About a million heart disease patients died of heart failure worldwide every year while there were only about 3,000 cases of heart transplant being carried out. Heart transplant requires traumatic surgery and patients have to take large amounts of medications to avoid rejection. Many of the victims of heart failure could have survived if suitable organs (hearts) could be found in time for heart transplant.
New Zealand researchers from University of Auckland have developed the technology for a wireless heart pump that they believed could not only save thousands of lives but also offer an alternative to heart transplant.
According to the announcement made by the researchers on September 16, 2009, the technology uses magnetic fields to transfer power to heart pumps through a person’s skin instead of using wire cables that would often cause serious infections.
A coil, which can be put in a pocket, is placed outside the patient’s body, while another coil is placed inside the body near the collarbone to pick up the magnetic field for producing the power for the pump. A battery installed inside the body can also store enough power to operate the pump for about an hour.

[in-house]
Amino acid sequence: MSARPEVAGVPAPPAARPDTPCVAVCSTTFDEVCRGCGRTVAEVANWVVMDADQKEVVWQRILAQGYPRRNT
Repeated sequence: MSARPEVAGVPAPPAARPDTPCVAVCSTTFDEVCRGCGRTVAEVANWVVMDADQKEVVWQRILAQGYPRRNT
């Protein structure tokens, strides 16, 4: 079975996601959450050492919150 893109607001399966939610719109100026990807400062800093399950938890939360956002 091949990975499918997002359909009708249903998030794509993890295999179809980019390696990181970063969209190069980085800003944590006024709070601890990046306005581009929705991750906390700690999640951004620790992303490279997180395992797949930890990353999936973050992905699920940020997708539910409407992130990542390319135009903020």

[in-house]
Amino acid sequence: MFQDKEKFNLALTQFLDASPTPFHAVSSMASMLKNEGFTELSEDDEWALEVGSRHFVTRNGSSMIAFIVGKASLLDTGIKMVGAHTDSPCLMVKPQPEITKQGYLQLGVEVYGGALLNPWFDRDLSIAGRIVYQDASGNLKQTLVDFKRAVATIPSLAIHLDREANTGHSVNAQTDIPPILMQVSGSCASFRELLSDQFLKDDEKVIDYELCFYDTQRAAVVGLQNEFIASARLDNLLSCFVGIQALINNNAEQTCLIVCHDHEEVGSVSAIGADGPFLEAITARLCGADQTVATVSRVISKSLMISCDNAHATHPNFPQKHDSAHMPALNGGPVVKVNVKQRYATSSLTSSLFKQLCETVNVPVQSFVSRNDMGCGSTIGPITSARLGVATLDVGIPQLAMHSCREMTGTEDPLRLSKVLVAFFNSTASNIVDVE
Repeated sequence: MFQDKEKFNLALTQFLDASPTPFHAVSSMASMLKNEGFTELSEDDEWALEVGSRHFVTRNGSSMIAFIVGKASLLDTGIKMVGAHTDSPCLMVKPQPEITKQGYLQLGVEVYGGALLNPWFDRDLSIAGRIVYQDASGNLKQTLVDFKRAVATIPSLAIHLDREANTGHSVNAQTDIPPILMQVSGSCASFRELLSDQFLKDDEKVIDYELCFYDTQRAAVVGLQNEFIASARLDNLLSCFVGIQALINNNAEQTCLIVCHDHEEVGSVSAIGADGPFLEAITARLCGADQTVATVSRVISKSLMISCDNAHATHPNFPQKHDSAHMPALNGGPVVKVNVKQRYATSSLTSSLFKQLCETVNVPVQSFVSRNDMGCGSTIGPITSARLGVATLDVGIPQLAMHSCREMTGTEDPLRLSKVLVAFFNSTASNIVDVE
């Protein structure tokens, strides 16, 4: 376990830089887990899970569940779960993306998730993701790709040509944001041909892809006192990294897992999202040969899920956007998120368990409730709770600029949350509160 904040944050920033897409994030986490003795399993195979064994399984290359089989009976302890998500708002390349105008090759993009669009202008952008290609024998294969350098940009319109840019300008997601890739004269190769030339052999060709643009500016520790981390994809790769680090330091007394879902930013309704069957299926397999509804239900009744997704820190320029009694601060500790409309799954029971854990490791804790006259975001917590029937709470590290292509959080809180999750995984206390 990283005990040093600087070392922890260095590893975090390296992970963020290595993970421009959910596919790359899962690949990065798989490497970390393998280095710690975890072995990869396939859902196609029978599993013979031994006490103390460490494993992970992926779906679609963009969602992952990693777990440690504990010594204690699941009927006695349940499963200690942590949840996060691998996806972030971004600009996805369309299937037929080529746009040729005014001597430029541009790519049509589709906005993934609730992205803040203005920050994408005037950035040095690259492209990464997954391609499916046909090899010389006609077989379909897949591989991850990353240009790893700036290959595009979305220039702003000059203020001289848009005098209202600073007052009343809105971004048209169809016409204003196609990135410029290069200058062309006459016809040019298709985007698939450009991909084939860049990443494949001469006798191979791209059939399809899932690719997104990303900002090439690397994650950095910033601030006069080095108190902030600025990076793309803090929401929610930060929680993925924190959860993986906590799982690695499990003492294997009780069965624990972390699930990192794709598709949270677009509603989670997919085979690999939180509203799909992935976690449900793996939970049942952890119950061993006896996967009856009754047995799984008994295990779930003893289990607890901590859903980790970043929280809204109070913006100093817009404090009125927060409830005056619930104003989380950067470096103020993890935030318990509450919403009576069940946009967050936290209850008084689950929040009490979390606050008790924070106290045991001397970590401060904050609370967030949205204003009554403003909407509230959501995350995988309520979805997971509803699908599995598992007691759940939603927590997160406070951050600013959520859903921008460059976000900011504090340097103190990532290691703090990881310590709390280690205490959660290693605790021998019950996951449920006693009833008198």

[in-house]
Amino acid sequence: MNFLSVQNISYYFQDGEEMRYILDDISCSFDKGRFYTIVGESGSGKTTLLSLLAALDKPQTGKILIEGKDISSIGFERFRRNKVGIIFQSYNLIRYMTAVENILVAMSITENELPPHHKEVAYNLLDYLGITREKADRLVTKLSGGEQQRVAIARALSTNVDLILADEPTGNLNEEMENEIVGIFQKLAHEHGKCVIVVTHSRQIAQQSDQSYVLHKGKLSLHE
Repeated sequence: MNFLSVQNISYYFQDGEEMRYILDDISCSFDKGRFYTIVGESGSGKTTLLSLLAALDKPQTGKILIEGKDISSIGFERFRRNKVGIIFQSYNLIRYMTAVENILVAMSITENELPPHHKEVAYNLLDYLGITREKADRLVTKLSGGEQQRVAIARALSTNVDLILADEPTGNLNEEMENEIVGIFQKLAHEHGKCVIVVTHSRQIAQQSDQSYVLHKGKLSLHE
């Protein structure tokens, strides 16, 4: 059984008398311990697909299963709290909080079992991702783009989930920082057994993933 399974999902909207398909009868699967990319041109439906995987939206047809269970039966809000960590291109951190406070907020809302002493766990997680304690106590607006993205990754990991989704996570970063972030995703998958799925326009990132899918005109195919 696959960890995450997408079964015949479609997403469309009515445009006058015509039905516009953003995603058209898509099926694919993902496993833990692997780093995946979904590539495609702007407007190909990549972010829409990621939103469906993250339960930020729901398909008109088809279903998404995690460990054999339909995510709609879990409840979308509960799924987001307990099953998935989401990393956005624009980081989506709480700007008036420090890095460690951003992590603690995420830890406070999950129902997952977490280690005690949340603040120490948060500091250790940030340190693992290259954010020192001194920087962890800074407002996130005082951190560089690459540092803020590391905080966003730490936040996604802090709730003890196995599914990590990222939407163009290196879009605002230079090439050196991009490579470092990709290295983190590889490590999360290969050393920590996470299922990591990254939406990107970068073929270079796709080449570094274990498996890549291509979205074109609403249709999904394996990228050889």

Traditional wired heart pumps have been used to keep patients alive while they await heart surgery. However, the wire cable that is required to go through the patients’ stomachs and chests can just cause serious, and sometimes fatal, infections for about 40 percent of patients. Meanwhile, the wires can also break and restrict a patient's movement.
This is certainly not a new concept, but previous attempts in making wireless heart pumps produced too much heat. The new technology is able to eliminate the heating problem by delivering exactly the right amount of power.
The trials on patient are expected to begin within 2 years. If everything goes fine, these wireless heart pumps could be implanted in about 50,000 patients each year around the world within 10 years, according to the researchers.
It is hoped that the wireless heart pump could eventually replace heart transplants and become a viable alternative for heart failure patients.